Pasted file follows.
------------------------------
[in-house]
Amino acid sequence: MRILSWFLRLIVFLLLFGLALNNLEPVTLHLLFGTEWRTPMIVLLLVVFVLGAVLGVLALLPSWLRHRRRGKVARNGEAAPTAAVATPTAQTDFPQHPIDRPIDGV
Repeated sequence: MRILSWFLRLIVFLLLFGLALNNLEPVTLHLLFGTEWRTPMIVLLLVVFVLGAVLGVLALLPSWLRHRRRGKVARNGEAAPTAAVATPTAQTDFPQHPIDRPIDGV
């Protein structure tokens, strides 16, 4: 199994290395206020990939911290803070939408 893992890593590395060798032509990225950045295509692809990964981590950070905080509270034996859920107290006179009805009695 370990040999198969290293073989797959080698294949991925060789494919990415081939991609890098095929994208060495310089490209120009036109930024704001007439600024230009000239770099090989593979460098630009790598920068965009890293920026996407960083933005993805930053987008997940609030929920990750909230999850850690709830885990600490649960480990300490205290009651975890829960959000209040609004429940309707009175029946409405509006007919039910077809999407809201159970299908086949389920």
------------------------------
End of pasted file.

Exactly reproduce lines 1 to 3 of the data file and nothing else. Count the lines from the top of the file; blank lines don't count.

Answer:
[in-house]
Amino acid sequence: MRILSWFLRLIVFLLLFGLALNNLEPVTLHLLFGTEWRTPMIVLLLVVFVLGAVLGVLALLPSWLRHRRRGKVARNGEAAPTAAVATPTAQTDFPQHPIDRPIDGV
Repeated sequence: MRILSWFLRLIVFLLLFGLALNNLEPVTLHLLFGTEWRTPMIVLLLVVFVLGAVLGVLALLPSWLRHRRRGKVARNGEAAPTAAVATPTAQTDFPQHPIDRPIDGV